Question: Biotechnology Convention

Written on the 20 May 2013

Ms CROZIER (Southern Metropolitan) -- My question is to the Minister for Technology, Mr Gordon Rich-Phillips, and I ask the minister: can the minister inform the house of any outcomes for Victorian companies from the 2013 BIO International Convention?



Hon. G. K. RICH-PHILLIPS (Minister for Technology) -- I thank Ms Crozier for her question and for her interest in the Victorian biotechnology sector. Last month I was very pleased to lead a delegation of Victorian biotechnology companies to attend the 2013 BIO International Convention in Chicago. This is an annual global convention on biotechnology for people from around the world. It is a very substantial event which has been conducted in the United States over a number of years.


It is an event which the Victorian government for successive years -- and indeed successive governments -- has been very pleased to participate in and ensure that there is a very strong presence at, which highlights the significance of the Victorian biotechnology sector.


Over the last two decades this is a sector which has grown in Victoria to be very substantial. There is more than $35 billion in terms of market capitalisation of biotechnology companies based here in Victoria. I am delighted to inform the house that Victoria was the single largest Australian jurisdiction to be represented at that convention in Chicago last month. The Victorian presence and the Victorian companies there were very prominent in their participation in BIO 2013.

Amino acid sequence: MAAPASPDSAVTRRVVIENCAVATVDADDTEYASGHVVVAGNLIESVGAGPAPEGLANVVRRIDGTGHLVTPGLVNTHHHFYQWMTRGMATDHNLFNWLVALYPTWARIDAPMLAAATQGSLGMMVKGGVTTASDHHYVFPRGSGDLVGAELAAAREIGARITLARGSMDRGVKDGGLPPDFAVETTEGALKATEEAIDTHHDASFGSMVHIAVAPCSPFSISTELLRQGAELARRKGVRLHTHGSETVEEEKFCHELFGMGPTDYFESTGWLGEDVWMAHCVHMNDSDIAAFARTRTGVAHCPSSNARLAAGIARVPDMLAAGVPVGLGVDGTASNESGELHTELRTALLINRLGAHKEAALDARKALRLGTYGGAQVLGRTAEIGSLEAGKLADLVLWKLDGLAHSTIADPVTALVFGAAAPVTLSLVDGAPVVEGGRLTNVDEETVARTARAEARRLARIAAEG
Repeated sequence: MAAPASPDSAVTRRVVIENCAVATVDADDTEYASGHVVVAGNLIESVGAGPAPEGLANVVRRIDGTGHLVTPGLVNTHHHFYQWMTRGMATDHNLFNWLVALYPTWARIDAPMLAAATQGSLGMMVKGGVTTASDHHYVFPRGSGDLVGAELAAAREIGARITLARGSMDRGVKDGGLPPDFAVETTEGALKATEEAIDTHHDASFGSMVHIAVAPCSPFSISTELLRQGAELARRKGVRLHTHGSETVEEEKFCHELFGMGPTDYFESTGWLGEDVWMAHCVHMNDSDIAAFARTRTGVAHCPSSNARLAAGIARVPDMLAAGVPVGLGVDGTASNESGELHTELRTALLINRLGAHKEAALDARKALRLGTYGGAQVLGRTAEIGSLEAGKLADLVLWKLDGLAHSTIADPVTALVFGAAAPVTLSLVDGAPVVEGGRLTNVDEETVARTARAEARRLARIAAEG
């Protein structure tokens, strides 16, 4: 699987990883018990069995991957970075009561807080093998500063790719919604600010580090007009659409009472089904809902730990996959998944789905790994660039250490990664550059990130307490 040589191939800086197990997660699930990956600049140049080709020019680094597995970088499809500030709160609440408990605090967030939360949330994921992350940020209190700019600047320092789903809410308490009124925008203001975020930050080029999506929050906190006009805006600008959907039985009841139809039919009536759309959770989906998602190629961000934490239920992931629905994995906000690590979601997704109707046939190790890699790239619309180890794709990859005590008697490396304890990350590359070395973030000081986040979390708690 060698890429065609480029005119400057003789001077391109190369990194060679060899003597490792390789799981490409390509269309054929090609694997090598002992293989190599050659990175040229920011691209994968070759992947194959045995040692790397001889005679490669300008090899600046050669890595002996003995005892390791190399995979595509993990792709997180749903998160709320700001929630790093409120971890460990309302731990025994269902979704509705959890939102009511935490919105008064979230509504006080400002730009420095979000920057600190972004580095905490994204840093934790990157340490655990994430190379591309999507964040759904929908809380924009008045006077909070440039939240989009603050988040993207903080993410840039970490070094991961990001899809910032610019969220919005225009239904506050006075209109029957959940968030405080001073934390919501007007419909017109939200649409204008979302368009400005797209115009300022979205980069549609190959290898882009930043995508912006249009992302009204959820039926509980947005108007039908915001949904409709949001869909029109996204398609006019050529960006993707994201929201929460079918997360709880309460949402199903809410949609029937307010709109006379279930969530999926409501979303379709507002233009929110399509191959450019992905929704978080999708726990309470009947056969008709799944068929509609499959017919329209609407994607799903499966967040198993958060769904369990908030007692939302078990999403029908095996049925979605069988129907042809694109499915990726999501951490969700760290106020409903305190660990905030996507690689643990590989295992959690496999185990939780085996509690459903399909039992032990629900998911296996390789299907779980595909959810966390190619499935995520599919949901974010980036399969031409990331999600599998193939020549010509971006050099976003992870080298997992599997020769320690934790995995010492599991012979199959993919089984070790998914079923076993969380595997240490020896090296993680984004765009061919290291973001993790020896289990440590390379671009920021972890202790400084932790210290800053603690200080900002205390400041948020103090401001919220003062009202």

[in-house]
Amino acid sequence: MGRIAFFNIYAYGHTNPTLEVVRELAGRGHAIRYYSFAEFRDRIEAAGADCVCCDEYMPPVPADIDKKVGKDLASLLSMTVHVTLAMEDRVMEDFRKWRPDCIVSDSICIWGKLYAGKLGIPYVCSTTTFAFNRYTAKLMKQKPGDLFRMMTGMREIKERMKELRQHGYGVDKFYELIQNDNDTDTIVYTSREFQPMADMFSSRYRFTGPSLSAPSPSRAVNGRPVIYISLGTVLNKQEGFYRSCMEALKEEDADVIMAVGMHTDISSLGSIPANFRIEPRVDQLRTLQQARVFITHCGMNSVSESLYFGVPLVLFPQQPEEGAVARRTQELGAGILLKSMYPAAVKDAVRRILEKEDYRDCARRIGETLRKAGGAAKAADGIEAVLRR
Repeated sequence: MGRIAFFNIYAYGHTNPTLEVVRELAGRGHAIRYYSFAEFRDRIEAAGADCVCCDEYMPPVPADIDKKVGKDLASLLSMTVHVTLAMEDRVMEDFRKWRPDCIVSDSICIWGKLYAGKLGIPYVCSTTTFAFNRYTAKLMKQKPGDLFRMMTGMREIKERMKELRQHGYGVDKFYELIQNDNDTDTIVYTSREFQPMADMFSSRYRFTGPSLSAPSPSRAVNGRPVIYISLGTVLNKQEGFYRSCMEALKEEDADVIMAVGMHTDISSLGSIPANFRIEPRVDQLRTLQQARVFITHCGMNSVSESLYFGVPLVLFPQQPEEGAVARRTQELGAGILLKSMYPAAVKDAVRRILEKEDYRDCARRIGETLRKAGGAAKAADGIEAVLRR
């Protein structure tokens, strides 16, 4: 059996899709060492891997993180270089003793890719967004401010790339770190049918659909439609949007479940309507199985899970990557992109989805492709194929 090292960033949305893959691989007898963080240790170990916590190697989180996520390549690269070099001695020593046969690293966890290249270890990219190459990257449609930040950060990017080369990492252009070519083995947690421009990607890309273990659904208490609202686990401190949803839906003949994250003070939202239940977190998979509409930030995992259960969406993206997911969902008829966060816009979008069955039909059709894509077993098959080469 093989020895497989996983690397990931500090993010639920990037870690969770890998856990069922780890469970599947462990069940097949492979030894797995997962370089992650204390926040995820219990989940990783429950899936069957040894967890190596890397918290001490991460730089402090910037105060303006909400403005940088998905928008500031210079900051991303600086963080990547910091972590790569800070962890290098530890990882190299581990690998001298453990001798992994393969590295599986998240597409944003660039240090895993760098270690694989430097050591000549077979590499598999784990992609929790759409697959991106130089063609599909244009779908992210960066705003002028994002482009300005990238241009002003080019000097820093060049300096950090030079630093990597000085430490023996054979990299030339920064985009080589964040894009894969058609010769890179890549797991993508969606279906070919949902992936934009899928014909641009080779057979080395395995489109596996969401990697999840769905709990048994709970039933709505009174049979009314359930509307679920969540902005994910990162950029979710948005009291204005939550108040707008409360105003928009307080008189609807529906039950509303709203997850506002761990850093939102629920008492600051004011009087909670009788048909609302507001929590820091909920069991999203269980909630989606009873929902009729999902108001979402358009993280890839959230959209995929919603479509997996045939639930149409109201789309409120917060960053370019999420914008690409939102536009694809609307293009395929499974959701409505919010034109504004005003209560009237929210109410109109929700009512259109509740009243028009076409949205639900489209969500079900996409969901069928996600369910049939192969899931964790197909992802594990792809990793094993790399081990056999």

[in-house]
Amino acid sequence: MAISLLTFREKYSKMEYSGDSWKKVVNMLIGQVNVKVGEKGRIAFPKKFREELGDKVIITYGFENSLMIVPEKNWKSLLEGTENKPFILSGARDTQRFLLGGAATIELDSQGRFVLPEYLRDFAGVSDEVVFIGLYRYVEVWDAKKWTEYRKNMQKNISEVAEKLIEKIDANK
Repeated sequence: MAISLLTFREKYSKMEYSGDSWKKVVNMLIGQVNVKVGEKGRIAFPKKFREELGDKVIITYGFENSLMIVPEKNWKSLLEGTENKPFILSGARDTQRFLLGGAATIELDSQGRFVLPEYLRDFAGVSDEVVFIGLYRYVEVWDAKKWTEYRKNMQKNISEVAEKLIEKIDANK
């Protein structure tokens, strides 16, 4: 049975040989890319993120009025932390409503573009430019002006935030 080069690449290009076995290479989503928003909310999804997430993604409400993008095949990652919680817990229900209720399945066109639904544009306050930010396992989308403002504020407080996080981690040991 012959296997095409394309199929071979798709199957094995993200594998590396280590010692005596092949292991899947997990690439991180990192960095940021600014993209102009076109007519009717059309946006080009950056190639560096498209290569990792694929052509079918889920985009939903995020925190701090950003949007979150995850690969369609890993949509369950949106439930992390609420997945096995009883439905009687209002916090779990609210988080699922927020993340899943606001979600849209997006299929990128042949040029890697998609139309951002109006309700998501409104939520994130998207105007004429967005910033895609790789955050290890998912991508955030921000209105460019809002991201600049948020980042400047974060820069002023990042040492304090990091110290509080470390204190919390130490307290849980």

One of the jurisdictions that is recognised as being very strong in biotechnology is the state of Massachusetts, and Boston in particular. While in Chicago last month I was delighted to announce a partnership in conjunction with the Massachusetts Life Sciences Center for a new Building Global Bridges program, which will provide matching funding from the Massachusetts government with funding from the Victorian government to allow for collaboration and product development between Victorian biotechnology companies and those from Massachusetts. This is a great opportunity for our Victorian companies to get a foothold in the United States market. Massachusetts has been very strong in promoting its biotechnology sector. Indeed, it has a program where it promotes a state spend on biotechnology of $1 billion over 10 years.


Last year I was very pleased to meet with Dr Susan Windham-Bannister, the president of the Massachusetts Life Sciences Center. She talked about the program Massachusetts has to spend $1 billion over 10 years.


It is worth reflecting that successive Victorian governments over the last 15 years have in fact invested $1.8 billion in biotechnology-related infrastructure and programs. As a state jurisdiction, we are punching well above our weight, and successive governments have contributed to that spend. We have a great story to tell in biotechnology in this state: $1.8 billion invested over 15 years, which is well above many comparable jurisdictions. That places us in a very competitive position with other jurisdictions.


I was delighted last month in Chicago to announce the new global futures program with Massachusetts.


This will allow for partnership and for innovation and collaboration between Massachusetts companies and Victorian companies, allow our companies to get a foothold into the United States market and ensure that we continue to have growth in a bipartisan way in the biotechnology sector in this state.

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